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Fans of USA 3000 are sorry to see airline depart

USA 3000 captain Matt Baker performs a routine check between flights Friday morning at St. Petersburg-Clearwater International Airport. The discount carrier’s final local flight was Monday night. High fuel prices prompted the exit decision.

LARA CERRI | Times

USA 3000 captain Matt Baker performs a routine check between flights Friday morning at St. Petersburg-Clearwater International Airport. The discount carrier’s final local flight was Monday night. High fuel prices prompted the exit decision.

Loyal customers were missing USA 3000 even before the popular discount airline's last flight took off from St. Petersburg-Clearwater International Airport on Monday night.

In a time of widespread discontent with airline service, imagine this: an air travel experience that people actually like.

"The airport's more convenient than Tampa, it's very affordable, the planes run on time — it's just all-around better," said Theresa Schenk of Ann Arbor, Mich., as she prepared to leave for home Friday after visiting her mother in New Port Richey.

Her mom, Theresa Levinski, all but pleaded for USA 3000 to reconsider. "I know they have to raise prices, but the convenience is worth it," she said. "I'll buy stock in USA 3000."

Owned by the parent of Apple Tours in suburban Philadelphia, the airline said in May that skyrocketing fuel prices forced it to retreat from all Florida destinations except Fort Myers after the summer.

The news shocked officials at the small, quiet Pinellas airport, where USA 3000 was the second-largest carrier, trailing only Allegiant Air. Some 150,000 passengers a year flew the airline from St. Petersburg-Clearwater International, nearly one-third of the airport's total.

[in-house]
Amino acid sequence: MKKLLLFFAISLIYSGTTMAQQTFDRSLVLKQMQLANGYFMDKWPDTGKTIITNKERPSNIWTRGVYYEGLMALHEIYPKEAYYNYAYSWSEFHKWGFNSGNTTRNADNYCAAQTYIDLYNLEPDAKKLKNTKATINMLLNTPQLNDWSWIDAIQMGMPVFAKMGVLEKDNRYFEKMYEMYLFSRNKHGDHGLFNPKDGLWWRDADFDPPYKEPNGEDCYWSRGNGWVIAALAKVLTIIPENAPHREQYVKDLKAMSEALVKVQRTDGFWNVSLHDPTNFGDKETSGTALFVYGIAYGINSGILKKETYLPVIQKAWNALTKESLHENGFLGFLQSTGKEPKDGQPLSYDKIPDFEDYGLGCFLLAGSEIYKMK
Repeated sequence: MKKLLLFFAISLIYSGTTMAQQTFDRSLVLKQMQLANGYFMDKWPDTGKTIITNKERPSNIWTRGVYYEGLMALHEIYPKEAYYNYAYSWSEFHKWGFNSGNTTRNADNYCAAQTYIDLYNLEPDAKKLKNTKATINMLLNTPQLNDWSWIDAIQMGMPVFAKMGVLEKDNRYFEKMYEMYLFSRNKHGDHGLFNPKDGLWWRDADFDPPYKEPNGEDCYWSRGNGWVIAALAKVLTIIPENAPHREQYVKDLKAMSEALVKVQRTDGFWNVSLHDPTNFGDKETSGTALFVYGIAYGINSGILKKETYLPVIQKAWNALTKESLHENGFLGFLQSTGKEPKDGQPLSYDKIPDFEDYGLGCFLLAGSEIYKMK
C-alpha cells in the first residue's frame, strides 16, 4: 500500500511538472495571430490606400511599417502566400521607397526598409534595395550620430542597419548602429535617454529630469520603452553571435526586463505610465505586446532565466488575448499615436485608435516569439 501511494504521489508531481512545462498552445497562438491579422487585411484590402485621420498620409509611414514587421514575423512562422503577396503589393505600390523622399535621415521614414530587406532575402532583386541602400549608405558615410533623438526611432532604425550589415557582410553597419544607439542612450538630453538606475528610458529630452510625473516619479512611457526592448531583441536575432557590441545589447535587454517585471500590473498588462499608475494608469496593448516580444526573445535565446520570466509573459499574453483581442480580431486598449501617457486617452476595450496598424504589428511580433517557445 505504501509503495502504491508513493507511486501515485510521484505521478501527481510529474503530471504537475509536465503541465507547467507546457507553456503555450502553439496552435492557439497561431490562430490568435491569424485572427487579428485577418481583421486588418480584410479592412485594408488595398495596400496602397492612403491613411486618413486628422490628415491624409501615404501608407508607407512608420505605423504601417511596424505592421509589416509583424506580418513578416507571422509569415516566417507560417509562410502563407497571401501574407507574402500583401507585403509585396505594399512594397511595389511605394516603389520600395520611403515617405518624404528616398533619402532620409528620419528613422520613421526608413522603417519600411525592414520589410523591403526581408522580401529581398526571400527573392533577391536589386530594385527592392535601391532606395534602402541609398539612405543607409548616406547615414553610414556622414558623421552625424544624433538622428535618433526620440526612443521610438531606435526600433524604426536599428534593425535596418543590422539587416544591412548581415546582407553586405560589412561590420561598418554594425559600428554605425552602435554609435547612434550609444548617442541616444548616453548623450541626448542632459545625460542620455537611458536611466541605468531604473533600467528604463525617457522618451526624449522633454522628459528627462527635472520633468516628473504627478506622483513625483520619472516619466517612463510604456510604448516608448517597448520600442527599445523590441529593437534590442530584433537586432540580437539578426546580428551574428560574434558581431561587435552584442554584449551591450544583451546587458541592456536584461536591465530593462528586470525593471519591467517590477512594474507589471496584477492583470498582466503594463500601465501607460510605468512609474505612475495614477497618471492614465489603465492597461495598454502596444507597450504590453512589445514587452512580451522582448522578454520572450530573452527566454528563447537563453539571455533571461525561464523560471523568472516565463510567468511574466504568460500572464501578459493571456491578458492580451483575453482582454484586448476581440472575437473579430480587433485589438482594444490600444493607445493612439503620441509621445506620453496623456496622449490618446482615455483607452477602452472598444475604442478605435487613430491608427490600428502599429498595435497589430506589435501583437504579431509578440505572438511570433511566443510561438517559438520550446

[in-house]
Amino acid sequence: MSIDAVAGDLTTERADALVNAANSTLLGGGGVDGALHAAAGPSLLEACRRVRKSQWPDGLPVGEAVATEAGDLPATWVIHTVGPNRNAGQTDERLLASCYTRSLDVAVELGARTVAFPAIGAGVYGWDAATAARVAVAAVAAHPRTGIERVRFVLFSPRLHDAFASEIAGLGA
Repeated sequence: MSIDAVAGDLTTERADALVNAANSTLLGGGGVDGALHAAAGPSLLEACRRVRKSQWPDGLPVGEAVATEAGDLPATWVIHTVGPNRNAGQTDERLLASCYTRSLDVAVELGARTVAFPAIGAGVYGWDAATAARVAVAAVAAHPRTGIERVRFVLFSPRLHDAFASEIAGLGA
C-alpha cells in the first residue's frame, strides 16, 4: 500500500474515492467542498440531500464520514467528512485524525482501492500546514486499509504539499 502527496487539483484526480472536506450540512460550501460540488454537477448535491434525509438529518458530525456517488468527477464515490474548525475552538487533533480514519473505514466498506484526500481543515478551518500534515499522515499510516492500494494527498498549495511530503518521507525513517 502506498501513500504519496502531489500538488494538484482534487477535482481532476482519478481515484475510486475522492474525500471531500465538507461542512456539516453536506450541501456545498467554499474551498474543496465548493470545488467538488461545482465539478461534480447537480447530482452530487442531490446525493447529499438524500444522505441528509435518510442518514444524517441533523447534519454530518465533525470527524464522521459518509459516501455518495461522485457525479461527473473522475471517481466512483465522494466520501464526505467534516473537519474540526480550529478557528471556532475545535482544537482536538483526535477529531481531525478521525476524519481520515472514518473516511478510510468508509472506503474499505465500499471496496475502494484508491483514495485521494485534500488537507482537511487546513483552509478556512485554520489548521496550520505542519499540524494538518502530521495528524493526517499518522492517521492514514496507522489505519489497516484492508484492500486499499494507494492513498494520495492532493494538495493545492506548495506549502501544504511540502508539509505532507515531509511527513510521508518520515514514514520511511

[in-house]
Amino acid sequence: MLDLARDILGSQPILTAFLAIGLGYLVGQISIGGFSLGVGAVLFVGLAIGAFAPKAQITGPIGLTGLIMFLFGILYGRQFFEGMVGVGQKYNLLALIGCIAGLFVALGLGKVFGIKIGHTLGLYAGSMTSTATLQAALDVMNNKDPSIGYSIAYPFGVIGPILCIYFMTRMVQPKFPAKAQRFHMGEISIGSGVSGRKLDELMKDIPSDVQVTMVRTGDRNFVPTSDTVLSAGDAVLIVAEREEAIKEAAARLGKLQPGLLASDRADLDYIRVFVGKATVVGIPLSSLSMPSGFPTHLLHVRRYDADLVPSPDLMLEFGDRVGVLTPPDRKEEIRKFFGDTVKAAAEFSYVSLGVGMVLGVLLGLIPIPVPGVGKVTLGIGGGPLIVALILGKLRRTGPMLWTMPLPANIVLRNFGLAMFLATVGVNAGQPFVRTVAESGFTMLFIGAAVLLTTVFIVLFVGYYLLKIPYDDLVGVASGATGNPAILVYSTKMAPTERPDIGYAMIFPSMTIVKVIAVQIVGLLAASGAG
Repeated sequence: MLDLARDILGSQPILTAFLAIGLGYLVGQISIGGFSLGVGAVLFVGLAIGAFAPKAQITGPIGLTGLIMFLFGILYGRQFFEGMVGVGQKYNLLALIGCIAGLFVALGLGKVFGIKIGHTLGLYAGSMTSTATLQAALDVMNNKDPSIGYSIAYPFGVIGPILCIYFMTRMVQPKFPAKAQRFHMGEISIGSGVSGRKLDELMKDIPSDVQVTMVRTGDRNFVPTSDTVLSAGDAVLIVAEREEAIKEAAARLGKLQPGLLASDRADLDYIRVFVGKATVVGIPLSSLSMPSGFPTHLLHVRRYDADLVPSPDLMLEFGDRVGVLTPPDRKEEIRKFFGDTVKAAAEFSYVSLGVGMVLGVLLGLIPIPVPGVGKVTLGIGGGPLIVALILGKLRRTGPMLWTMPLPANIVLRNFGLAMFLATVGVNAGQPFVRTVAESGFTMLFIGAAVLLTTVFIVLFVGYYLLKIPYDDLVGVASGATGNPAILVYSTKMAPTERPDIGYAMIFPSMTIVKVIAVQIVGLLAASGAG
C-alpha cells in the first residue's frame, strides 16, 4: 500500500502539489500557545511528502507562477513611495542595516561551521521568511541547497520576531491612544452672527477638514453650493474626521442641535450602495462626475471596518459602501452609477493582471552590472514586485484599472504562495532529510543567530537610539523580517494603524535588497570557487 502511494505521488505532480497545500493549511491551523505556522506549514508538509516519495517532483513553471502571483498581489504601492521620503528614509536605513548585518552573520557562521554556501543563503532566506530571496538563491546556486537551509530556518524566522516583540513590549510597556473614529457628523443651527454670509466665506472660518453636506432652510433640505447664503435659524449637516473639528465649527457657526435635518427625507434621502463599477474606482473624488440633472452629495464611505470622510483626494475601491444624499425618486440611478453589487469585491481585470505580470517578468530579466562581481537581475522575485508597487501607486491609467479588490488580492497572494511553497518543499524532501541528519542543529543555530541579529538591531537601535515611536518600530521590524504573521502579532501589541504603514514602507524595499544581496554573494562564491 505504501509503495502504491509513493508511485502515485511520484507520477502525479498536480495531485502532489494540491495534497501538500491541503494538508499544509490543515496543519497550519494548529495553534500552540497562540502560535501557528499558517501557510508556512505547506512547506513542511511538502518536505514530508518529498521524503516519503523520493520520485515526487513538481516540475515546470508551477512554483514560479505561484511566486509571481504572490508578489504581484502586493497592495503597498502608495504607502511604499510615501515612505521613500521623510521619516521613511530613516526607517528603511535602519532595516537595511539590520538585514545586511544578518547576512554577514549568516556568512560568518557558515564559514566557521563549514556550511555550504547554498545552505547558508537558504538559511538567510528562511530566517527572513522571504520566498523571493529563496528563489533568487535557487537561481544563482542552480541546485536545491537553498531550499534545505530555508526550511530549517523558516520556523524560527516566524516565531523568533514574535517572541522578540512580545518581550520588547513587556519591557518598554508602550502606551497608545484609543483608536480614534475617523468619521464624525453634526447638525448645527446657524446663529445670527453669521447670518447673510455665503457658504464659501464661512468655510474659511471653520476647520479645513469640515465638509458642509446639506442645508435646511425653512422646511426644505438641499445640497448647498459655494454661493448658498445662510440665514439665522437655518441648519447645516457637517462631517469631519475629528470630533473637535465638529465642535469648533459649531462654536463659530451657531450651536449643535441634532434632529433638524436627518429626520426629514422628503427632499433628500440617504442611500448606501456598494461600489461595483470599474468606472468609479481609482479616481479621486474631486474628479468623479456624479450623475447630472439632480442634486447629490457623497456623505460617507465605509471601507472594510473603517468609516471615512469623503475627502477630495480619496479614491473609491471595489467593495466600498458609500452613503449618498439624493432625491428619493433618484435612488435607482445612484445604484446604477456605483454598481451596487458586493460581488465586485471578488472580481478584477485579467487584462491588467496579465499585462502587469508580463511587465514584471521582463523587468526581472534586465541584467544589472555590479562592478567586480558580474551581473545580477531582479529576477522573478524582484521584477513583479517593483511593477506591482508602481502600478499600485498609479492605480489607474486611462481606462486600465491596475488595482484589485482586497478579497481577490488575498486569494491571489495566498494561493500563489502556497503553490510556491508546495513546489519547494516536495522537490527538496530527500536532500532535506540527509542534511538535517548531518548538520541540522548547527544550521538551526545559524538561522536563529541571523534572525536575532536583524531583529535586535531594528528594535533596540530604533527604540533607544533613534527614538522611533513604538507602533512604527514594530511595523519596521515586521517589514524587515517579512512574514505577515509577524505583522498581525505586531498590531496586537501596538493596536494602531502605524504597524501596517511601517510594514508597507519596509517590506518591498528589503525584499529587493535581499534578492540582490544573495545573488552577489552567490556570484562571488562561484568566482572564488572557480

USA 3000's departure will cost the airport $1.35-million annually in airline charges and indirect revenue such as parking and concessions. That won't require staff cuts, service reductions or a slowdown in the ongoing terminal renovation, airport director Noah Lagos said.

But the loss leaves fans of the airport without flights to big-city destinations such as Chicago, Detroit, Philadelphia and Pittsburgh. Allegiant, the only major airline left, flies to the likes of Allentown, Pa., and Chattanooga, Tenn.

Most travelers waiting for Friday's flight to Detroit resigned themselves to crossing the Howard Frankland Bridge to Tampa International Airport and buying a pricier ticket on Northwest, Spirit or AirTran.

"I could take a limo over there and that's $50 added onto the trip," said Stephen Hendzak, a retired environmental engineer for Pinellas County. He's accustomed to riding the bus from his home in St. Petersburg to catch a USA 3000 flight to Philadelphia each month.

Others pondered alternative routes. Maybe trekking to the airline's last Florida outpost, Fort Myers. Perhaps an Allegiant flight to Flint, Mich., or Toledo, Ohio, and a long, long drive.

Airport volunteers set up tables in recent weeks and buttonholed customers to sign a petition urging USA 3000 to reconsider St. Petersburg-Clearwater when fuel prices come down. They collected more than 5,000 signatures.

Lagos is trying to set up a meeting with airline executives to deliver the signatures and make a personal pitch. "I think we will see — make that we will see — them back again," he said. "We just don't know when."

Steve Huettel can be reached at huettel@sptimes.com or (813) 226-3384.

150,000

Passengers a year who flew USA 3000 out of St. Petersburg-Clearwater International


30

Percent of St. Petersburg-Clearwater International passengers who flew USA 3000


23

Weekly flights USA 3000 made out of the airport before it ceased operations


$1.35-million

Annual cost to the airport of USA 3000's departure

Fans of USA 3000 are sorry to see airline depart 08/18/08 [Last modified: Wednesday, August 20, 2008 11:54am]

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